PITTSBURG, KS.--- Pittsburg State University held a workshop where education majors simulated living in a poverty-stricken family. The goal of the workshop is to raise awareness of poverty within public education. This afternoon, approximately 100 student-teachers gathered to role play the lives of low-income families. Organizers of the event are hoping these prospective teachers are able to understand poverty on a more personal level.
"The poverty rates of Southeast Kansas are anywhere from 15 to 30%. Very, very high poverty. So the students that will become teachers and teach in these school districts will have to deal with children of poverty," said Dr. Jean Dockers, Teacher Education Director.
The education department at Pittsburg State University held a poverty simulation workshop for soon-to-be teachers. The students participated in role playing what it would be like to be a member of a family struggling with poverty.
"They were given the task of trying to stay afloat throughout the month by meeting all of their bills, buying enough food, getting their children to school or to daycare," said Sean Ozbun, SEK Community Action Program.
Organizers want student-teachers to be fully equipped to handle poverty-stricken families once they enter the classrooms.
"We really want it to hit home that they have a powerful role in the life of a child. And their part in making a difference may be to really come along side and really love on kids," said Ozbun.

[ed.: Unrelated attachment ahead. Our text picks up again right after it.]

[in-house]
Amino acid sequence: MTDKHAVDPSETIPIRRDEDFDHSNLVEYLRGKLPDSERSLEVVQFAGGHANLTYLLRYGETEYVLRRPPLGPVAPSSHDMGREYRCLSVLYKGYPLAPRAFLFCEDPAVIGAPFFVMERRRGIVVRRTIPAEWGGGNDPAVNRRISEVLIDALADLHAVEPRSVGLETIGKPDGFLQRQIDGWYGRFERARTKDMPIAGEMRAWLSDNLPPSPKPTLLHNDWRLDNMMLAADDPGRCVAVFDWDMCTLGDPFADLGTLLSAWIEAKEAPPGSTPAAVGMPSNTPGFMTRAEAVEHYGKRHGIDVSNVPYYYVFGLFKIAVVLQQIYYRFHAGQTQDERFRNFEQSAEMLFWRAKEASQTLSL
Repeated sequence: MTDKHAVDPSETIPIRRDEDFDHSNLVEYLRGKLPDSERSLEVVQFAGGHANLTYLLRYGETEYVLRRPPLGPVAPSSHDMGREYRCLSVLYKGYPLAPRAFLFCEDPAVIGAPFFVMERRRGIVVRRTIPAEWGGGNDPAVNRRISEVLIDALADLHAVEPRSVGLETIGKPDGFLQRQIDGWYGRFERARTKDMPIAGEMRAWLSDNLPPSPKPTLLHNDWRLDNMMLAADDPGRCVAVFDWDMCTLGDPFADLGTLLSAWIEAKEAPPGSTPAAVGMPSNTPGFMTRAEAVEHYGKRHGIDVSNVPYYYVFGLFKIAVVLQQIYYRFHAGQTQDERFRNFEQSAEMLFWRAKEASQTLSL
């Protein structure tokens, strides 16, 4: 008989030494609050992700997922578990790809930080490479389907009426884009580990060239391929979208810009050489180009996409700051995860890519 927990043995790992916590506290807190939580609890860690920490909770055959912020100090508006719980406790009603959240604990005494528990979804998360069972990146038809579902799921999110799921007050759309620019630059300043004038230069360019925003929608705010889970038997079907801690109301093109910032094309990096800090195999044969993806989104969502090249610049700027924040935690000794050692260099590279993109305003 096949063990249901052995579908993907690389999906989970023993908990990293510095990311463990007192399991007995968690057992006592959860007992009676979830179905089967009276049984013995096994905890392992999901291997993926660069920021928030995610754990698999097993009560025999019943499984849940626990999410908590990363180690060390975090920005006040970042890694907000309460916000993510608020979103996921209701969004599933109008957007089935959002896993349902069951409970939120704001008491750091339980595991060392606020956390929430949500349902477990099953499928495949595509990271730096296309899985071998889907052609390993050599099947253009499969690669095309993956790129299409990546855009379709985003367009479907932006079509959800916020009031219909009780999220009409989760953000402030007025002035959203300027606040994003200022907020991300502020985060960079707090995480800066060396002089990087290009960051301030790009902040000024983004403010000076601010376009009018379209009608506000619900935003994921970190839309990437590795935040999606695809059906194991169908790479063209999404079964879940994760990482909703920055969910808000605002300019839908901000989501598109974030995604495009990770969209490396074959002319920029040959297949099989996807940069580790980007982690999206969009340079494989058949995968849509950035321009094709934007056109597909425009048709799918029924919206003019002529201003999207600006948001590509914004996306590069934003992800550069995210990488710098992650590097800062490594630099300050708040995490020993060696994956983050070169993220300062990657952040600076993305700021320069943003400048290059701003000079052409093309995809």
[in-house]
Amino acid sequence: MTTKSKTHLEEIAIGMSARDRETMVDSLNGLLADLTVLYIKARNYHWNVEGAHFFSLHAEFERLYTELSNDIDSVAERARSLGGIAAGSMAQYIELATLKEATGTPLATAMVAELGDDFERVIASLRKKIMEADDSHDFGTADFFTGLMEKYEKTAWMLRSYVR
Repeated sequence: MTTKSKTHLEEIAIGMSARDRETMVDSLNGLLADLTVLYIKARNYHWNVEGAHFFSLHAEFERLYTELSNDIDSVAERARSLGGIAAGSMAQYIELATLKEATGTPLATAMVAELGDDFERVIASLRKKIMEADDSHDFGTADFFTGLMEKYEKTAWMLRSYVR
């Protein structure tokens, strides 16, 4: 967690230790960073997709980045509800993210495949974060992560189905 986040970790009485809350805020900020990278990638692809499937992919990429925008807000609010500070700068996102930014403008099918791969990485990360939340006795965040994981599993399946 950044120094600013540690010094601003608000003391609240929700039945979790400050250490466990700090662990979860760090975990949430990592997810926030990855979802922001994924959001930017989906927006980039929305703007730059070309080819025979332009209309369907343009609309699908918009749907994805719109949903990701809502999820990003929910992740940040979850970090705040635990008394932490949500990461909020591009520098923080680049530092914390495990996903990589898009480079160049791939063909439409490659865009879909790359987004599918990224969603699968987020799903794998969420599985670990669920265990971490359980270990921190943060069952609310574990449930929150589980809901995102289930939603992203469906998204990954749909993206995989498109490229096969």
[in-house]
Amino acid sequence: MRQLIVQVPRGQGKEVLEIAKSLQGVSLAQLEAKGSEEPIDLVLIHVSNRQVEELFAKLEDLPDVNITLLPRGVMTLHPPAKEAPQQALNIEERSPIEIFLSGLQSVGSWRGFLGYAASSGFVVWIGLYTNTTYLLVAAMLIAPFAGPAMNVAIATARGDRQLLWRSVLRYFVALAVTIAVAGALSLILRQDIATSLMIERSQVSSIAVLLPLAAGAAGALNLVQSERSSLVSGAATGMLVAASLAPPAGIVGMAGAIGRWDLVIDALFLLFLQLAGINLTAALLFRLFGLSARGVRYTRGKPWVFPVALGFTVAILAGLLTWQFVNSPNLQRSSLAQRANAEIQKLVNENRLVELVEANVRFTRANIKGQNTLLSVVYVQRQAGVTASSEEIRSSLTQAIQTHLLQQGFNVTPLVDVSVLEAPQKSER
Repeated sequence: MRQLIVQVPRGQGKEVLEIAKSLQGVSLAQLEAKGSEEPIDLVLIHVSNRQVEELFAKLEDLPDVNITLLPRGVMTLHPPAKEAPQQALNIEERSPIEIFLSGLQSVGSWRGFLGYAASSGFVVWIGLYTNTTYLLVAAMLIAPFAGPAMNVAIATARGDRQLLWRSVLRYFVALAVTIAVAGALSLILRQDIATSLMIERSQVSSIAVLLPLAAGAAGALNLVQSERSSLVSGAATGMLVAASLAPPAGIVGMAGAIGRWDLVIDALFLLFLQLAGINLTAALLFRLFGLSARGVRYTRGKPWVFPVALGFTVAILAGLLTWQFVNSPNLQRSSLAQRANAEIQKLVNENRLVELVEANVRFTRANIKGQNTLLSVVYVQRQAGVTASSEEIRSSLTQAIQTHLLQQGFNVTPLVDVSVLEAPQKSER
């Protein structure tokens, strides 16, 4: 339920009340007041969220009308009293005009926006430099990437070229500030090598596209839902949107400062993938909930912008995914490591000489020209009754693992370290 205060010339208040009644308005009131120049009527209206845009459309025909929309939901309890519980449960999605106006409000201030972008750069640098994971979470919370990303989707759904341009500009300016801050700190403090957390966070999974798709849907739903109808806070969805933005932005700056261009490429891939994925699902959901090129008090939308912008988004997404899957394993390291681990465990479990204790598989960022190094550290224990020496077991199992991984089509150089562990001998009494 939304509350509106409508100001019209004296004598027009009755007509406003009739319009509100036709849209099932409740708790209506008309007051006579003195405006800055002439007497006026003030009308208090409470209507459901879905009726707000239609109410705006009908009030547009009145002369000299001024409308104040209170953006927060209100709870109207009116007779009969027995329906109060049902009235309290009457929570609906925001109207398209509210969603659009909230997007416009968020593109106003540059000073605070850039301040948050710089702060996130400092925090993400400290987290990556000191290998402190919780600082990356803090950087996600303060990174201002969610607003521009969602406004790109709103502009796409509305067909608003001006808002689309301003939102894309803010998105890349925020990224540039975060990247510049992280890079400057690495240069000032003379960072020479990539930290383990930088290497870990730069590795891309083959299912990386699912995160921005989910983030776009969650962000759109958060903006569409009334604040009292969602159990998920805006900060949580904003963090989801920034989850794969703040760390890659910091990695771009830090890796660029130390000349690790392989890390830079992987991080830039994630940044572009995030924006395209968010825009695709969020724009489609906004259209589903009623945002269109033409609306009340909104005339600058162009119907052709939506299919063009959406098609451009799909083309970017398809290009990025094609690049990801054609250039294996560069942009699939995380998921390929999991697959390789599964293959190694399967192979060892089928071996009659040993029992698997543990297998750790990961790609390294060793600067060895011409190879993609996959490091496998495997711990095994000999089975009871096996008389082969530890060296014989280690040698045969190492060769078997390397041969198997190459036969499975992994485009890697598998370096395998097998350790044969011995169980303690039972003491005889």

Student-Teacher Danielle Kolb says she felt the program brought awareness to a lot of sensitive topics regarding poverty. She says the largest message of today: poverty can affect anyone.
"Poverty doesn't have a face. It isn't the little boy that's dirty, it isn't the little boy that doesn't smell good, it's not the child that's hungry. Poverty comes in any shape, form. It can happen to any family," said Danielle Kolb, PSU Student Teacher.
According to the Kansas Department for Children and Families, the poverty rate for children in Southeast Kansas is close to 30%. Some of the student-teachers at the event say they have already experienced some alarming realities working with impoverished children in the classrooms.
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